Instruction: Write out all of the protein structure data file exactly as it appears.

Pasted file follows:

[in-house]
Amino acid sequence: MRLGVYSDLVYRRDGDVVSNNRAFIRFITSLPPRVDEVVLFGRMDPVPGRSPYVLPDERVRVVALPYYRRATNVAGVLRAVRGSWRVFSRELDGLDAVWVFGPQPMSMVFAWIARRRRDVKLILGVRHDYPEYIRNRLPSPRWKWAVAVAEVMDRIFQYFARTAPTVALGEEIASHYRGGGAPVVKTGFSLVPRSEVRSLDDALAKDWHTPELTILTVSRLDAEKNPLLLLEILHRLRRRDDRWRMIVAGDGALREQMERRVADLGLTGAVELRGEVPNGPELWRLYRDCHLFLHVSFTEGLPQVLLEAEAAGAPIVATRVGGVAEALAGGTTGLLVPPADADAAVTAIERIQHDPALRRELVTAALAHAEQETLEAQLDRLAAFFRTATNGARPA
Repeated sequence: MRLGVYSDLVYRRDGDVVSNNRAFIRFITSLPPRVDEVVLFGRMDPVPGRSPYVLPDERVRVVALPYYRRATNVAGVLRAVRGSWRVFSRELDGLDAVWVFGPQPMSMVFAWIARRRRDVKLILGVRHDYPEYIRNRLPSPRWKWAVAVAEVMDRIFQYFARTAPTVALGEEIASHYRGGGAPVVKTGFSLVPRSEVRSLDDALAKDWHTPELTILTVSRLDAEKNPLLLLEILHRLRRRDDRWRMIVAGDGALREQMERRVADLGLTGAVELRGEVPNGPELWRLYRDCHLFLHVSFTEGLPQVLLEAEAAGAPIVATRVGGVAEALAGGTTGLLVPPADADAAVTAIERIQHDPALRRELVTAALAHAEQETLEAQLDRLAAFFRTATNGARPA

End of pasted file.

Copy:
[in-house]
Amino acid sequence: MRLGVYSDLVYRRDGDVVSNNRAFIRFITSLPPRVDEVVLFGRMDPVPGRSPYVLPDERVRVVALPYYRRATNVAGVLRAVRGSWRVFSRELDGLDAVWVFGPQPMSMVFAWIARRRRDVKLILGVRHDYPEYIRNRLPSPRWKWAVAVAEVMDRIFQYFARTAPTVALGEEIASHYRGGGAPVVKTGFSLVPRSEVRSLDDALAKDWHTPELTILTVSRLDAEKNPLLLLEILHRLRRRDDRWRMIVAGDGALREQMERRVADLGLTGAVELRGEVPNGPELWRLYRDCHLFLHVSFTEGLPQVLLEAEAAGAPIVATRVGGVAEALAGGTTGLLVPPADADAAVTAIERIQHDPALRRELVTAALAHAEQETLEAQLDRLAAFFRTATNGARPA
Repeated sequence: MRLGVYSDLVYRRDGDVVSNNRAFIRFITSLPPRVDEVVLFGRMDPVPGRSPYVLPDERVRVVALPYYRRATNVAGVLRAVRGSWRVFSRELDGLDAVWVFGPQPMSMVFAWIARRRRDVKLILGVRHDYPEYIRNRLPSPRWKWAVAVAEVMDRIFQYFARTAPTVALGEEIASHYRGGGAPVVKTGFSLVPRSEVRSLDDALAKDWHTPELTILTVSRLDAEKNPLLLLEILHRLRRRDDRWRMIVAGDGALREQMERRVADLGLTGAVELRGEVPNGPELWRLYRDCHLFLHVSFTEGLPQVLLEAEAAGAPIVATRVGGVAEALAGGTTGLLVPPADADAAVTAIERIQHDPALRRELVTAALAHAEQETLEAQLDRLAAFFRTATNGARPA